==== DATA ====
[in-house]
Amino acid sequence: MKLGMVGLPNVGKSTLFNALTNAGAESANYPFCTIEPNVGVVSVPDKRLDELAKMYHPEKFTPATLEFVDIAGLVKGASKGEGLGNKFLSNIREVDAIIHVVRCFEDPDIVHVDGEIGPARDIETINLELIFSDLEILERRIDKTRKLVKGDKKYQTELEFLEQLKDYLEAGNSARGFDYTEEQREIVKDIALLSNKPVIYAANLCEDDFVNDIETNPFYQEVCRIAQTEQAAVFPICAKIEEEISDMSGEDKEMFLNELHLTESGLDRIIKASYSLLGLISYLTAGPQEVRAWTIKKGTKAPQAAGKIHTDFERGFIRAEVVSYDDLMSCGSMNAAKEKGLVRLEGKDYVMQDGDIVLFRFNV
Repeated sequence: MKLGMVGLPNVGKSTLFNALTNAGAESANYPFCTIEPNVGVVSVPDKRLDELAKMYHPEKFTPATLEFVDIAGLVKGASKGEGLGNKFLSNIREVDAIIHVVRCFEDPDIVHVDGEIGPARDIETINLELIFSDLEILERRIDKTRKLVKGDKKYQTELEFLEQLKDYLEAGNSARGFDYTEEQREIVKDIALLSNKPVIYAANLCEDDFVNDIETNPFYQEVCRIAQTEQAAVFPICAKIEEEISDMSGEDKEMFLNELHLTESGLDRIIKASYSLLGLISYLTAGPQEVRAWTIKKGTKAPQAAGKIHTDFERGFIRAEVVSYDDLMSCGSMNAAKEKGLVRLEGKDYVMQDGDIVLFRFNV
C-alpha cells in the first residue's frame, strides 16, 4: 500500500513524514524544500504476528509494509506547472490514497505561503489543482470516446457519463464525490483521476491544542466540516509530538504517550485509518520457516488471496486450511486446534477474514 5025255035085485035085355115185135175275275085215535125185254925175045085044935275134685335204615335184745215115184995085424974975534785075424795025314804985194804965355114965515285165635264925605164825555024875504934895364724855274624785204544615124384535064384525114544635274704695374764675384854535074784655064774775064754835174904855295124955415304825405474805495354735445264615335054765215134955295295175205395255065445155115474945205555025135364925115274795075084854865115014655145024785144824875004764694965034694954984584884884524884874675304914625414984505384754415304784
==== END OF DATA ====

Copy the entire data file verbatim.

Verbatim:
[in-house]
Amino acid sequence: MKLGMVGLPNVGKSTLFNALTNAGAESANYPFCTIEPNVGVVSVPDKRLDELAKMYHPEKFTPATLEFVDIAGLVKGASKGEGLGNKFLSNIREVDAIIHVVRCFEDPDIVHVDGEIGPARDIETINLELIFSDLEILERRIDKTRKLVKGDKKYQTELEFLEQLKDYLEAGNSARGFDYTEEQREIVKDIALLSNKPVIYAANLCEDDFVNDIETNPFYQEVCRIAQTEQAAVFPICAKIEEEISDMSGEDKEMFLNELHLTESGLDRIIKASYSLLGLISYLTAGPQEVRAWTIKKGTKAPQAAGKIHTDFERGFIRAEVVSYDDLMSCGSMNAAKEKGLVRLEGKDYVMQDGDIVLFRFNV
Repeated sequence: MKLGMVGLPNVGKSTLFNALTNAGAESANYPFCTIEPNVGVVSVPDKRLDELAKMYHPEKFTPATLEFVDIAGLVKGASKGEGLGNKFLSNIREVDAIIHVVRCFEDPDIVHVDGEIGPARDIETINLELIFSDLEILERRIDKTRKLVKGDKKYQTELEFLEQLKDYLEAGNSARGFDYTEEQREIVKDIALLSNKPVIYAANLCEDDFVNDIETNPFYQEVCRIAQTEQAAVFPICAKIEEEISDMSGEDKEMFLNELHLTESGLDRIIKASYSLLGLISYLTAGPQEVRAWTIKKGTKAPQAAGKIHTDFERGFIRAEVVSYDDLMSCGSMNAAKEKGLVRLEGKDYVMQDGDIVLFRFNV
C-alpha cells in the first residue's frame, strides 16, 4: 500500500513524514524544500504476528509494509506547472490514497505561503489543482470516446457519463464525490483521476491544542466540516509530538504517550485509518520457516488471496486450511486446534477474514 5025255035085485035085355115185135175275275085215535125185254925175045085044935275134685335204615335184745215115184995085424974975534785075424795025314804985194804965355114965515285165635264925605164825555024875504934895364724855274624785204544615124384535064384525114544635274704695374764675384854535074784655064774775064754835174904855295124955415304825405474805495354735445264615335054765215134955295295175205395255065445155115474945205555025135364925115274795075084854865115014655145024785144824875004764694965034694954984584884884524884874675304914625414984505384754415304784